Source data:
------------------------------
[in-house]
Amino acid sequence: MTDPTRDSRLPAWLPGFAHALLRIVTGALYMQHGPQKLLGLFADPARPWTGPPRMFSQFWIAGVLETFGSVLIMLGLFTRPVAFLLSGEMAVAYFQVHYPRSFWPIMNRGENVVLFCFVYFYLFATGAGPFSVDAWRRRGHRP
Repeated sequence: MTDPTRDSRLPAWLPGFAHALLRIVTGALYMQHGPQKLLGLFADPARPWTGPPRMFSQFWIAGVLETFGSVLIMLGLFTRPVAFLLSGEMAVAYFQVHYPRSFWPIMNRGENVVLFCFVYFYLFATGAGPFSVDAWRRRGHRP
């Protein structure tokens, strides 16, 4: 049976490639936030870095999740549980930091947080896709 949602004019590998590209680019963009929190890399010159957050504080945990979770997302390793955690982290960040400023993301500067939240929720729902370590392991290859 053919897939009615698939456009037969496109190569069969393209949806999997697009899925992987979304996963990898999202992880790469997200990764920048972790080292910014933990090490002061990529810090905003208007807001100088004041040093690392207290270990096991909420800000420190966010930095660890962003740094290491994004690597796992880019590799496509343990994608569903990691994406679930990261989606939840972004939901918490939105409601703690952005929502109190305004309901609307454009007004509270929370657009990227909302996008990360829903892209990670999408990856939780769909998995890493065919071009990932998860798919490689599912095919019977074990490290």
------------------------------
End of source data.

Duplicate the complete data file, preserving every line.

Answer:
[in-house]
Amino acid sequence: MTDPTRDSRLPAWLPGFAHALLRIVTGALYMQHGPQKLLGLFADPARPWTGPPRMFSQFWIAGVLETFGSVLIMLGLFTRPVAFLLSGEMAVAYFQVHYPRSFWPIMNRGENVVLFCFVYFYLFATGAGPFSVDAWRRRGHRP
Repeated sequence: MTDPTRDSRLPAWLPGFAHALLRIVTGALYMQHGPQKLLGLFADPARPWTGPPRMFSQFWIAGVLETFGSVLIMLGLFTRPVAFLLSGEMAVAYFQVHYPRSFWPIMNRGENVVLFCFVYFYLFATGAGPFSVDAWRRRGHRP
């Protein structure tokens, strides 16, 4: 049976490639936030870095999740549980930091947080896709 949602004019590998590209680019963009929190890399010159957050504080945990979770997302390793955690982290960040400023993301500067939240929720729902370590392991290859 053919897939009615698939456009037969496109190569069969393209949806999997697009899925992987979304996963990898999202992880790469997200990764920048972790080292910014933990090490002061990529810090905003208007807001100088004041040093690392207290270990096991909420800000420190966010930095660890962003740094290491994004690597796992880019590799496509343990994608569903990691994406679930990261989606939840972004939901918490939105409601703690952005929502109190305004309901609307454009007004509270929370657009990227909302996008990360829903892209990670999408990856939780769909998995890493065919071009990932998860798919490689599912095919019977074990490290």